From "Romeo and Juliet" to "Love Story," the tale of youngsters who fall in love, only to see death and a search for meaning in it all is so often told that it seems to have become almost a cliche of itself.
But when that story gets mixed with history and put into the warm, smart and incredibly talented hands of a small coterie of very creative people, the story takes on a new meaning and creates the kind of theatrical magic that comes only on occasion.
That’s what happened when "Amelia" opened at Renaissance Theaterworks Saturday night.
To say that it was an evening of magic is to sell it short. It was the kind of production that gave hope to the heart, joy to the soul and a sorrow leavened by admiration and wonder. Under the careful and open-hearted direction of Laura Gordon, this tale is set on fire in the cauldron of the Civil War, burnished by the foolish journey of an unstoppable woman and extinguished by the anguish of being left behind with only memories and pride to carry you through the rest of your life.
Cassandra Bissell plays the title character, a woman of brains who runs her father’s dairy farm. She is determined to live her life on her own terms and won’t compromise just to get a man or to play the game of trying to get a man.
Reese Madigan plays Ethan, the man who wins her heart. He also plays countless other characters including both of her parents; Marie, a contemporary so-called friend who is tasteless in her desires for Ethan; a variety of both southern and northern soldiers; and Samuel, a black slave who helps Amelia in her journey.
After marrying, the war breaks out, and Ethan volunteers for what he promises will be just 90 days worth of fighting. Two and a half years later, the letters from Ethan have stopped, sending Amelia out on a perilous journey to find her husband.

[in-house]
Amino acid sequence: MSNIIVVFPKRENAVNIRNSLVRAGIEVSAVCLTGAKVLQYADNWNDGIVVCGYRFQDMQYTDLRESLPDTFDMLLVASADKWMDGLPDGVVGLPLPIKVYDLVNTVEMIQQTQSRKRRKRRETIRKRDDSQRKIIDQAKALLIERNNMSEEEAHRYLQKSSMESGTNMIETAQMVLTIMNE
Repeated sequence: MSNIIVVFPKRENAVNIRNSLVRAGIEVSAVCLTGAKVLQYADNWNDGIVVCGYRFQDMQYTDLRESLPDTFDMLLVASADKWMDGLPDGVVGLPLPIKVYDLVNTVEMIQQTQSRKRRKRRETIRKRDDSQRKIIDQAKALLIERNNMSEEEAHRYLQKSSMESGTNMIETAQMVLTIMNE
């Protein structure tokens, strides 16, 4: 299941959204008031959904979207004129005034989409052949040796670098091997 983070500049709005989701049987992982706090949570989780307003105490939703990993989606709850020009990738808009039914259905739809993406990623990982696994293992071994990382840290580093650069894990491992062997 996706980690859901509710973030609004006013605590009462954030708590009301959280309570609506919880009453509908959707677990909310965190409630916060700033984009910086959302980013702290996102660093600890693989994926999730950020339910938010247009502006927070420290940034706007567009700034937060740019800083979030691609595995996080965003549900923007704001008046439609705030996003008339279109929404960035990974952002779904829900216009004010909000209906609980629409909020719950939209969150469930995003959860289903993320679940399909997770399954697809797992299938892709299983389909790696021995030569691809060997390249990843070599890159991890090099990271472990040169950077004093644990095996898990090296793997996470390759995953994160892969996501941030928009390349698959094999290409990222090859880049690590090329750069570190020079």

It is a tortured journey as she chases rumor after rumor, report after report, mythical sightings and foes who vastly outnumber her allies. So many obstacles, both human and not, and so few steps that seem certain to end in happiness, and we are pulled along as if on a trolley upon a winding track.
Alex Webb wrote this play, and there is historic enlightenment to the whole thing. At one point, Amelia is in hiding with the slave, Samuel, and she tells him that this war is being fought for him, to end his days as a slave.
"All due respect, Ma’am," Samuel says. "But from what I see, that ain’t what this war is about. I’m pretty sure all them big men up in Washington don’t want to lose half of they land and all the cotton that comes with it. All this blood being spilt by white men? Ain’t for no black man, but for that 'white gold.'"
Gordon brings an actor’s sensibilities to her directing, and she guides this extraordinary production without getting in either Bissell or Madigan’s way. Perhaps the best thing a director can give to an actor is trust, and it’s obvious that Gordon trusts her actors and they, in turn, obviously trust her.
Jason Fassl, who designed and lit the show, may never have been more brilliant or creative. With a spare physical set, he created everything from a farmyard to a forest of trees to a forest of a war encampment tents to a field of grain to a prison yard where the denouement tunes our heartstrings taut and flicks them with a mythical guitar pick. And he does it all with rear projection and lights. Fassl is an amazing and generous talent.
Bissell is absolutely ravishing in as the never-say-die, smarter-than-a-whip Amelia. She has a physical grace that moves fluidly through a wide variety of situations and has the ability to infuse her petite size with the strength of ice-hardened steel. Her every emotion can be seen in her face and eyes and body, and her gifts are profound.
Madigan, an associate artist at the Rep, worked with Gordon last season in a memorable production of "Venus in Fur." He has a demanding job here, flitting from character to character, sometimes almost in the middle of a sentence. He never overdoes anything and is the master of good taste in each of his iterations.
Most of the time, the world of live theater is filled with all of the emotions of life, and it is almost always a thrilling experience and one well worth your time and money.
And, if you are lucky, occasionally something like "Amelia" at Renaissance comes along and you understand why art can, indeed, make our world a better place.
"Amelia" runs through Nov. 9 and showtimes and ticket information is available at Renaissance Theaterworks.
With a history in Milwaukee stretching back decades, Dave tries to bring a unique perspective to his writing, whether it's sports, politics, theater or any other issue.
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